You must justify each of your claims. For example, if you say, “students need to _____”, then identify the experts who promote that thinking. The more experts you cite, the better. The same is true for statements such as, “it is more important for students to memorize procedures than understand why the procedure works.” Cite the experts who are saying that. You need to use APA formatting for your citations. “Experts in the field” are defined as peer-reviewed and published authors. Having an opinion and writing for a newspaper or non-peer reviewed source is not considered research-based nor an ‘expert’ in the field of math education.
Tip: When you cite someone, complete the reference page information THEN. It will make your life easier when you are wrapping up the paper. The last thing you want to be doing is hunting for a source you have cited and can’t find the information you need.
Please be aware: APA is not the MLA style you used in high school English. You will not use foot notes and your last pages are not Works Cited. The Purdue OWL (online writing lab) is the quickest and easiest APA guide. If you will continue your formal education and persue a Master’s degree at some point, then pay attention and learn how to use APA correctly without any of the templates. If you are not continuing your education (you should 🙂 ), then use the OWL. Using the templates will help you get it right.
I cannot stress enough to have someone else read your paper!!!!! Do not turn in a paper with grammatical errors or misspelled words. You must use complete sentences and they cannot all be simple ones. You are about to graduate from a four year university–write like it.
Another tip: Refrain from using the word “I” in your writing. Do not say things like, “I think” or “in my opinion”. You are using the thoughts of others so do not forget to give credit where it is due. When you find several sources saying about the same thing, then paraphrase or generalize the idea and use each of the sources in your citation. When you can cite multiple sources for an idea it makes the argument stronger.
The last paragraph in your paper or possibly the next to last depending on how you set up the paper, will be your opportunity to voice your thoughts. You will be basing your conclusions on the works cited in your paper; your conclusions about how you want to teach will be supported by the work of the experts in the field. Again, you do not want to bring emotions into the paper. Remain calm and state your preferences and why.
Ahhhh . . . the question I know each of you is waiting to ask–how long does it have to be? Well, my answer is “as long as it needs to be to address the prompt.” I am NOT looking for a lengthy paper that goes on and on saying much of nothing. Get to the point–back it up–and move on.
The point of this paper is for you to have justification for yourself in how you decide to teach math, but also to be able to justify your approach to your administration and parents. Some of you may be teaching with peers who do not approve of your decision; you need to be able to justify what you are doing–whatever it is you decide to do.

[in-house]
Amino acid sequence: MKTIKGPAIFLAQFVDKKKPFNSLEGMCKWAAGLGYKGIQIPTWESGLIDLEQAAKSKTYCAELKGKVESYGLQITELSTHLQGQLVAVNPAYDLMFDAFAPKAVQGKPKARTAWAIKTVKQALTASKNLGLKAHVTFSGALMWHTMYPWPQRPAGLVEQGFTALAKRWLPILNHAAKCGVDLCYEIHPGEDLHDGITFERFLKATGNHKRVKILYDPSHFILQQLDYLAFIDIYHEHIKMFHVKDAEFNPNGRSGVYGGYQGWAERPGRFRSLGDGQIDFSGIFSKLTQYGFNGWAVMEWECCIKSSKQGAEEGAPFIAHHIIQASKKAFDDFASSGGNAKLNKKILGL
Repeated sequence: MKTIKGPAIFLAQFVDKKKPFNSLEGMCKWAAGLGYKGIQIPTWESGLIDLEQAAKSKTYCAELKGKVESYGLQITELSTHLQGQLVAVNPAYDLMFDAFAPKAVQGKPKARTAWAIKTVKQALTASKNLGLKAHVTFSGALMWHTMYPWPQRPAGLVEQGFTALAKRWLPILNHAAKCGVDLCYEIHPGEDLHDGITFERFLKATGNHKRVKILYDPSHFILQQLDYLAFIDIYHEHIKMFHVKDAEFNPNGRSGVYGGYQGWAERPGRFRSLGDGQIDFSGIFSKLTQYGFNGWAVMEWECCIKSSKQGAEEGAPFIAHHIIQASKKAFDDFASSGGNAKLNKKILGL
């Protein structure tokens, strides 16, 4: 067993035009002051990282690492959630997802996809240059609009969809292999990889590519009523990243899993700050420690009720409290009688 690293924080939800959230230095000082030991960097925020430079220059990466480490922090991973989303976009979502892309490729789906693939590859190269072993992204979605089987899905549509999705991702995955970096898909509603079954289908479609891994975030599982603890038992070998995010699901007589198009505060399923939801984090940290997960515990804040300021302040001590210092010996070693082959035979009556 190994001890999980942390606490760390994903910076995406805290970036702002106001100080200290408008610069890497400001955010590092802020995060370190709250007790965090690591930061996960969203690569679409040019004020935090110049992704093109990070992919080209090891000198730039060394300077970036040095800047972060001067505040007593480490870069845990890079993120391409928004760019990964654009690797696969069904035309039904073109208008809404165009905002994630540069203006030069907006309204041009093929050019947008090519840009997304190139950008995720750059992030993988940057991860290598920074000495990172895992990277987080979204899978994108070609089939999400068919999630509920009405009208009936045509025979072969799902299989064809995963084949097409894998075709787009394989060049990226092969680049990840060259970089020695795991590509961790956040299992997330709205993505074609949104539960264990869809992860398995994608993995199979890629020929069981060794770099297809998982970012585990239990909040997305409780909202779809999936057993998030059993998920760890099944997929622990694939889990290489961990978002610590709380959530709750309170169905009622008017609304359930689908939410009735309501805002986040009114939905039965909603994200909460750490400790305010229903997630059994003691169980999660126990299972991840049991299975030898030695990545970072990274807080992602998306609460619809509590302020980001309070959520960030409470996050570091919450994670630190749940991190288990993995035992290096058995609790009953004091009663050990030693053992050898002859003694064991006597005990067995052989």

Take your time and do a good job. At the end you should have a much more complete idea of how you want to teach math and why.
No Emotion, Just the Facts
This is a formal paper and not something you will be able to sit down and write in an hour. When I say “no emotion,” I mean I am not interested in your opinion–not until the conclusion of the paper. You are to argue for and against teaching math in a traditional (drill and memorize) approach AND in an approach that teaches first conceptual understanding, then automaticity, as a result of understanding how numbers work. ALL of your sources must be PEER REVIEWED. Googling and searching the Internet is NOT going to yield peer reviewed sources. Newpaper opinion articles are NOT peer reviewed.
You will need to use the SFA or any other online library. If you do not know how to search for scholarly journals, then the online librarians will be happy to teach you. You pay a fee each semester to the library for just this purpose. No matter which approach you plan to use, you should be able to justify it with peer reviewed evidence.
Approaches for Teaching Mathematics – Assignment Instructions
Dropbox Assignment: Approaches for Teaching Mathematics
Write a compare/contrast argument for BOTH sides of the question. This argument will NOT be an emotional argument, but one supported with the voice of authority. That means you must use published research from current or past math theorists. You can use any of the things we have read this semester and any of the texbooks from previous semesters or courses. Remember those math educators/theorists from last semester in ECH 332? Yes, use them too. Can you use TEA, the TEKS, NCTM, or literature from STEM or the CCSSs? YES! You should. You have access to the SFA library and its extensive database–all accessible from your computer.
You will be using quotes and paraphrasing lots of people, so it will be EXTREMELY important for you to keep up with your sources. You will use the person’s last name in your paper, but you will need the title of the book/article/website with the publication date, etc. for the References page. Your chosen profession uses the American Psychological Association or APA format for writing. The VERY best place to get the easiest explanation of APA is the Purdue Online Writing Lab or OWL. Unless you decide to pursue a Master’s degree or write for publication, this will most likely be the last time you need to use APA so I do not expect you to be an expert NOR do I want you spending too much time stressing over format and not writing a solid argument.
Approaches for Teaching Mathematics – The Bottom Line